- Combine tours — Combine tours of Uluru, King’s Canyon, and Kata Tjuta to save money on the cost of an individual excursion. Expect to pay around 675 AUD for 3 days and 2 nights including accommodation.
- Couchsurf — Accommodation in Australia can be quite pricey. If you plan ahead, you can usually find really nice Couchsurfing hosts all throughout the country. This way, you not only have a place to stay, but you’ll have a local host that can tell you the best places to go and things to see.
- Drink goon (box wine) — Goon is infamous on the Australian backpacker hostel trail. This cheap box of wine is the best way to drink, get a buzz, and save a lot of money at the same time. Four liters of goon typically costs 13 AUD (compared to a six pack of beer for the same price). Drink this before you go out and save on spending money at the bar (where it is about 10 AUD per drink). Also, blow up the bag when you’re done and have a little pillow to rest your head on!
- Cook and have picnics — Again, eating out is not cheap. The best way to reduce your costs is to cook as many meals as possible. Alice Springs is a great place to bring snacks and meals to. You can make your own picnic out there!
- Find free internet — The internet in Australia is painfully slow and expensive (just ask any Australian how they feel about this), but libraries and McDonalds have free WiFi that you can use.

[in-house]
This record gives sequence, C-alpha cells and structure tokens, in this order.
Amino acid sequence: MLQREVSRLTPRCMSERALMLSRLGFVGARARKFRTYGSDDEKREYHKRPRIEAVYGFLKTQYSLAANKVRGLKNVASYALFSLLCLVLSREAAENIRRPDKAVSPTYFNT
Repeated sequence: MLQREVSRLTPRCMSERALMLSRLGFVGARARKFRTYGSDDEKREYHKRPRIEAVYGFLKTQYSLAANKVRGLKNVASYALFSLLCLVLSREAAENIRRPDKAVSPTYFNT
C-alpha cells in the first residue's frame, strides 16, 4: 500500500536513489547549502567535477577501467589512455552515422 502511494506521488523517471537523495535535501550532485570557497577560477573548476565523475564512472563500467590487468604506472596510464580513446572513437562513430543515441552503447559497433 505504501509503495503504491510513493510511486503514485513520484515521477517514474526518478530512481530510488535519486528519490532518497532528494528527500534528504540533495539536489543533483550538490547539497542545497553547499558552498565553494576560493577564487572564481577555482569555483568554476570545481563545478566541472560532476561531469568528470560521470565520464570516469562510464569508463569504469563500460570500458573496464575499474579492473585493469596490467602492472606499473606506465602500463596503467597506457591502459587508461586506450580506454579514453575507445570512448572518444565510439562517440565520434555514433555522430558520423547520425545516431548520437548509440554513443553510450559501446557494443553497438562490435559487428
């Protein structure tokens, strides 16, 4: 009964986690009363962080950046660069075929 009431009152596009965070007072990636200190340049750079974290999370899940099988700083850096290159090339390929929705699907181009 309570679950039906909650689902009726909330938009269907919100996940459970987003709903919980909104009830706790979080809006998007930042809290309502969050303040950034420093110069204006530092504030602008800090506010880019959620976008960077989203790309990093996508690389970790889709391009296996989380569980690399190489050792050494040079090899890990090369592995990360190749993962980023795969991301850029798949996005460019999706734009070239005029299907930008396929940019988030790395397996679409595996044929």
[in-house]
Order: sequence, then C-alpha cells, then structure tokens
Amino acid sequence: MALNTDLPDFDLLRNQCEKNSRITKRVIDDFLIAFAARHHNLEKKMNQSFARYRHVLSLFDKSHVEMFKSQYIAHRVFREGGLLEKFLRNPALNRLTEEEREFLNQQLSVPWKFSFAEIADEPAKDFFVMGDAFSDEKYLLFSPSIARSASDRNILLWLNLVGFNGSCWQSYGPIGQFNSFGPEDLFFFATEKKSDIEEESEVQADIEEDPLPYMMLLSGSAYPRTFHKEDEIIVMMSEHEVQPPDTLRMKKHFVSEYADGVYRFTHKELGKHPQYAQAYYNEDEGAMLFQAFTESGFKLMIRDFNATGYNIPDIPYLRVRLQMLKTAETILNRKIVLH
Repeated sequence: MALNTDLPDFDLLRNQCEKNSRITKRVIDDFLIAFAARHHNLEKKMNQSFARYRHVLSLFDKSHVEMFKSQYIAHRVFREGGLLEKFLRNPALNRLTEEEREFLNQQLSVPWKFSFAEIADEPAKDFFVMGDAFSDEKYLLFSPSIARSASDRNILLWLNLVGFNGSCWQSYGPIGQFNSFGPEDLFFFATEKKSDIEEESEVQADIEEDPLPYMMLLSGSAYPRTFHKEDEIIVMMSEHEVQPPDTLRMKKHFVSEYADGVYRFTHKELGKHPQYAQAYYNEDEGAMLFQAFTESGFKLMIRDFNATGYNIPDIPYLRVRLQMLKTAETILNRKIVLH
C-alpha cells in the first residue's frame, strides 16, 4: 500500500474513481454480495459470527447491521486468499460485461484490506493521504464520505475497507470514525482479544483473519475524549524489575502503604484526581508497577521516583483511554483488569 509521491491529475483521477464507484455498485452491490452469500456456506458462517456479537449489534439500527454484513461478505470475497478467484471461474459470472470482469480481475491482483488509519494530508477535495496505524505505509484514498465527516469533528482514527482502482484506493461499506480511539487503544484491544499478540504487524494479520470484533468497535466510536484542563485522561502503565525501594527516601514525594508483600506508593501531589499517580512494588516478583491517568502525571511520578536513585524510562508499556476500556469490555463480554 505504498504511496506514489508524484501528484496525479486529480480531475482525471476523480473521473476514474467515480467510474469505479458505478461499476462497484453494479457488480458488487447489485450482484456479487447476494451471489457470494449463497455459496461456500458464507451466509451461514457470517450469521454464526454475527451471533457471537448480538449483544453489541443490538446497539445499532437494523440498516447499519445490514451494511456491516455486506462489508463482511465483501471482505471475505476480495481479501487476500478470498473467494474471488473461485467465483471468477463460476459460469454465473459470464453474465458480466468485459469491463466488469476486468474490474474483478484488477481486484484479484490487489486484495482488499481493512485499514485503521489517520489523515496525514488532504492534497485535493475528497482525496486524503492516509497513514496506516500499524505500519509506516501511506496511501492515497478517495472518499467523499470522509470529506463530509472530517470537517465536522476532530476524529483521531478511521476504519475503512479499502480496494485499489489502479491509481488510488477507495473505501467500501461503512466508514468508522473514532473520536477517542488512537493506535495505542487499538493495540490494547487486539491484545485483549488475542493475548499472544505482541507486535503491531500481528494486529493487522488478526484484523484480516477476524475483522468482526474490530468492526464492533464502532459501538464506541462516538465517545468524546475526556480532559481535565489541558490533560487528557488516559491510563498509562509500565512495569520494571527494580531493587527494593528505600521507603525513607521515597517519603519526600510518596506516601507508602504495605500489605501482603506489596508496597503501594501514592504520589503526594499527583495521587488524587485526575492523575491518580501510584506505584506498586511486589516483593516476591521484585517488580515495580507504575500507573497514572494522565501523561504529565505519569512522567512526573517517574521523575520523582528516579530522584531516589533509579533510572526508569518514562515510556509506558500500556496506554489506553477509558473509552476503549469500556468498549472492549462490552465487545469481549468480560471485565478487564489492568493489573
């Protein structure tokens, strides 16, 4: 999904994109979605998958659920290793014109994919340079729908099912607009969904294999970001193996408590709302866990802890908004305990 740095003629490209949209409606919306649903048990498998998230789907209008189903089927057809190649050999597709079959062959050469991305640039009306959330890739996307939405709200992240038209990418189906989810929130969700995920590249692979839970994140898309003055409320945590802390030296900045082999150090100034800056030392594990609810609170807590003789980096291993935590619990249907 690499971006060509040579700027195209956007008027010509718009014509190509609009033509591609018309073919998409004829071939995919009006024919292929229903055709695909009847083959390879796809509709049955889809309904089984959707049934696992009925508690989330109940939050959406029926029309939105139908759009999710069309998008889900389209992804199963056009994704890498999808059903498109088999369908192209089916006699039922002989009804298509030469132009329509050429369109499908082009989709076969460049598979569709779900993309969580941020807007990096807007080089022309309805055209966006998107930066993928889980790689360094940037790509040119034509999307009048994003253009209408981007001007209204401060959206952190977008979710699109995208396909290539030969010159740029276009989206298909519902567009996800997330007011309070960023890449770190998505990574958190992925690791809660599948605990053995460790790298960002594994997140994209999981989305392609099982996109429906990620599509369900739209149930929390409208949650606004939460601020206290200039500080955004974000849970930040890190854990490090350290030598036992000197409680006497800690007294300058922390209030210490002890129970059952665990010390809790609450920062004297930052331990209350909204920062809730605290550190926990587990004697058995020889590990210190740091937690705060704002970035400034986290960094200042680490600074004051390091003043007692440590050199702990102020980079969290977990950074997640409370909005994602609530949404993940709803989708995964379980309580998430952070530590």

Top Things to See and Do in Alice Springs
- Uluru — Also known as Ayers Rock, Uluru is the most popular trip from Alice Springs. This giant rock in the ground is well, simply, a giant rock in the ground, but beautiful nonetheless. It’s of great religious importance to the local Aborigines. Visitors here are allowed to walk around the base, visit the information center, and can get guided walks with local Aborigines. However, since the site is sacred, climbing Uluru is really frowned upon. Try to catch a sunset or sunrise over the rock—it is a fantastically beautiful experience (see my photo above). A shuttle from Alice Springs to Uluru costs 200 AUD and takes 6 hours. Instead, you’re much better off going down there as part of a multi-day tour, which begins around 540 AUD.
- The Reptile Centre — If you’re fascinated by these cold-blooded creatures, then a trip to the Reptile Centre is essential as it’s the largest reptile house in Central Australia. Inside you’ll find poisonous snakes like Inland Taipans, Death Adders, and Mulgas, as well as a range of lizards like the Perentie Goanna, Frill Neck Lizards, and Thorny Devils. It costs 17 AUD to enter and it’s open from 9:30am-5pm each day.
- Cultural museums — Head for the Cultural Precinct where highlights include the Sculpture Garden, the Museum of Central Australia, and the Namatjira gallery that displays the territory’s largest collection of original paintings by the famous Aboriginal artist Albert Namatjira. Alice Springs’ museums are fairly small so they don’t take a lot of time to see but are interesting nonetheless, especially the Museum of Central Australia.